The Forerunners were determined to be nearly as intelligent and advanced as the Precursors themselves. Because of this, they were the race chosen to hold the Mantle. Initially, the Precursors saw the Forerunners as the pinnacle of galactic society, and for a time the Forerunners held the Mantle and maintained order throughout the galaxy, watching over all sentient species. However, over time, the Forerunners became arrogant and corrupted, believing themselves to be superior to every other species. While this may have been true from a factual standpoint, an egotistical and selfish rule was not what the Precursors had intended the Mantle's holders to create and enforce. Therefore, the Precursors stripped the Forerunners of their possession of the Mantle, and instead looked towards ancient humanity to see if they were worthy to hold the Mantle. While less advanced than the Forerunners, ancient humanity was considered humble and responsible enough to possess the Mantle.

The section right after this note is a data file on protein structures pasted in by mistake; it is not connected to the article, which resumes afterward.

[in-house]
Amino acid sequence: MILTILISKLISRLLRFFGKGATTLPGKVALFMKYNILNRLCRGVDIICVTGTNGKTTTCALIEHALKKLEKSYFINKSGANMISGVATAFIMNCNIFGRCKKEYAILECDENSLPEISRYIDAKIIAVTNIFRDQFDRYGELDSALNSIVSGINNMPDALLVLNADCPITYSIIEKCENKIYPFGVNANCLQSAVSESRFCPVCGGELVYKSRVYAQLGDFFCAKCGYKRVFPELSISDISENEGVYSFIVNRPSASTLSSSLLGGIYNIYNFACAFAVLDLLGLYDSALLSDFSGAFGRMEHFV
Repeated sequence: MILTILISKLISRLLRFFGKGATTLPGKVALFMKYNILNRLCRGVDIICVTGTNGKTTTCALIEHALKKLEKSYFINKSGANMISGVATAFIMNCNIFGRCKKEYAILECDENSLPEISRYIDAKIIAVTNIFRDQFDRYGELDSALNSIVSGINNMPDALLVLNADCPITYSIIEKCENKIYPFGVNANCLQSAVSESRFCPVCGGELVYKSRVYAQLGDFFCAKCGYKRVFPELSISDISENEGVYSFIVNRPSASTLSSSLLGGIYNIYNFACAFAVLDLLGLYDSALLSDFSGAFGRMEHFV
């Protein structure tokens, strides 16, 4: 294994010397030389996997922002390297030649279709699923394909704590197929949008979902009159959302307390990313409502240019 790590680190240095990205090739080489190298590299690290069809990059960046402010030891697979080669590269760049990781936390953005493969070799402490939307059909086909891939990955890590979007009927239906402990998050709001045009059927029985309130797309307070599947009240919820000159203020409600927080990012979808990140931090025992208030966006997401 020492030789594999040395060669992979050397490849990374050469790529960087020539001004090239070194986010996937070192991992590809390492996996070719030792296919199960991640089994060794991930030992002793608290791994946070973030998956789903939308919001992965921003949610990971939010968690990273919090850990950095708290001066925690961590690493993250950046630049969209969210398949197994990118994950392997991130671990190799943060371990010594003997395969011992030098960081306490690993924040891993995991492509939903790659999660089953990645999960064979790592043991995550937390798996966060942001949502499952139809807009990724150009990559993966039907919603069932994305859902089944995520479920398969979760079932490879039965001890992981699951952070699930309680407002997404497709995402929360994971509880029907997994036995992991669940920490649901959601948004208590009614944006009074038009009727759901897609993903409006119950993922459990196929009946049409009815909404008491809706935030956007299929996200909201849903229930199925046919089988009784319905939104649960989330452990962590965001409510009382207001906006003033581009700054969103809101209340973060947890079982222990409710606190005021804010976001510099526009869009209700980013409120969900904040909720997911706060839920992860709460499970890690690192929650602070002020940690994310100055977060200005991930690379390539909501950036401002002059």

Forerunner betrayal: A savage and selfish act

In response to the change of power, the Forerunners launched a brutal revenge strike against the Precursors for stripping them of the Mantle. Despite the Precursors' superiority in almost every way, the Forerunner betrayal took them completely by surprise. Before the Precursors could make a defensive stand, the Forerunners slaughtered almost every single one of their creators. The Precursors had gone from being the ultimate power in the galaxy to a shell of their former selves in what seemed like the blink of an eye.

The aftermath

Upon the conclusion of the Forerunners' rebellion against the Precursors, the galaxy entered an era of relative peace. Aside from occasional civil wars that occurred in sections of the Forerunner empire, the Forerunners continued their role as the Mantle's holders.

At the same time, the last few remaining Precursors used their abilities to transform themselves into a kind of molecular dust. In this form, the Precursors intended to wait millions of years, hiding from their killers and waiting for the perfect opportunity to return to their past forms and exact revenge on the Forerunners. However, the DNA compositions of the powder became corrupted over time, and as a result, life forms that came into contact with it would experience insanity and even physical mutations. This was the very first form of the Flood, a parasitic life form that the Precursor dust would eventually mutate into upon coming into contact with humanity.